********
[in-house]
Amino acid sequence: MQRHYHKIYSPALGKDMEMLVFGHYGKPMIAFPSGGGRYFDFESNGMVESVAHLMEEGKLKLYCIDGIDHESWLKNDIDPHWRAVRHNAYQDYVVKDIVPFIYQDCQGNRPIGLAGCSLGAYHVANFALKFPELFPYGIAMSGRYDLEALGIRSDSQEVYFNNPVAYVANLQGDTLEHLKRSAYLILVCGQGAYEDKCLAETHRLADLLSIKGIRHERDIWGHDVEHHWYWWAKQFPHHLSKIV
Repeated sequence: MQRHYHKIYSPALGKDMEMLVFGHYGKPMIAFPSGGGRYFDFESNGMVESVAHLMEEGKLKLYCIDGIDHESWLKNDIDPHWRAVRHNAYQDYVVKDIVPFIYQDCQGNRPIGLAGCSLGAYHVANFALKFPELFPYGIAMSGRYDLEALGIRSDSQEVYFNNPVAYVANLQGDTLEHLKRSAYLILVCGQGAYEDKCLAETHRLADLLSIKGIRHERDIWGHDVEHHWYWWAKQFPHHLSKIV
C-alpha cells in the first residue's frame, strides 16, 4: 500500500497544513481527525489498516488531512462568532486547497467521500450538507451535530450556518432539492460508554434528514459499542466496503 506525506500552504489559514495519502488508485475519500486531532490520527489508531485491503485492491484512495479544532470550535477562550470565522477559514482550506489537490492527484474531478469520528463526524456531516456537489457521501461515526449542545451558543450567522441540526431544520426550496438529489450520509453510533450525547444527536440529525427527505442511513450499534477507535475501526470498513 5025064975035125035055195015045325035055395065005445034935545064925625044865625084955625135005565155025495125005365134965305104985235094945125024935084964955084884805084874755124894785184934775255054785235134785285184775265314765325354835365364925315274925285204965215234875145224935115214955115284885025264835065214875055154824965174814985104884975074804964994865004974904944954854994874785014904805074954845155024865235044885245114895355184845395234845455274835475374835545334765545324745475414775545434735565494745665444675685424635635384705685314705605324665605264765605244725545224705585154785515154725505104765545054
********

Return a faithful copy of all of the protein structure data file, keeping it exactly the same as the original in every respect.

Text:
[in-house]
Amino acid sequence: MQRHYHKIYSPALGKDMEMLVFGHYGKPMIAFPSGGGRYFDFESNGMVESVAHLMEEGKLKLYCIDGIDHESWLKNDIDPHWRAVRHNAYQDYVVKDIVPFIYQDCQGNRPIGLAGCSLGAYHVANFALKFPELFPYGIAMSGRYDLEALGIRSDSQEVYFNNPVAYVANLQGDTLEHLKRSAYLILVCGQGAYEDKCLAETHRLADLLSIKGIRHERDIWGHDVEHHWYWWAKQFPHHLSKIV
Repeated sequence: MQRHYHKIYSPALGKDMEMLVFGHYGKPMIAFPSGGGRYFDFESNGMVESVAHLMEEGKLKLYCIDGIDHESWLKNDIDPHWRAVRHNAYQDYVVKDIVPFIYQDCQGNRPIGLAGCSLGAYHVANFALKFPELFPYGIAMSGRYDLEALGIRSDSQEVYFNNPVAYVANLQGDTLEHLKRSAYLILVCGQGAYEDKCLAETHRLADLLSIKGIRHERDIWGHDVEHHWYWWAKQFPHHLSKIV
C-alpha cells in the first residue's frame, strides 16, 4: 500500500497544513481527525489498516488531512462568532486547497467521500450538507451535530450556518432539492460508554434528514459499542466496503 506525506500552504489559514495519502488508485475519500486531532490520527489508531485491503485492491484512495479544532470550535477562550470565522477559514482550506489537490492527484474531478469520528463526524456531516456537489457521501461515526449542545451558543450567522441540526431544520426550496438529489450520509453510533450525547444527536440529525427527505442511513450499534477507535475501526470498513 5025064975035125035055195015045325035055395065005445034935545064925625044865625084955625135005565155025495125005365134965305104985235094945125024935084964955084884805084874755124894785184934775255054785235134785285184775265314765325354835365364925315274925285204965215234875145224935115214955115284885025264835065214875055154824965174814985104884975074804964994865004974904944954854994874785014904805074954845155024865235044885245114895355184845395234845455274835475374835545334765545324745475414775545434735565494745665444675685424635635384705685314705605324665605264765605244725545224705585154785515154725505104765545054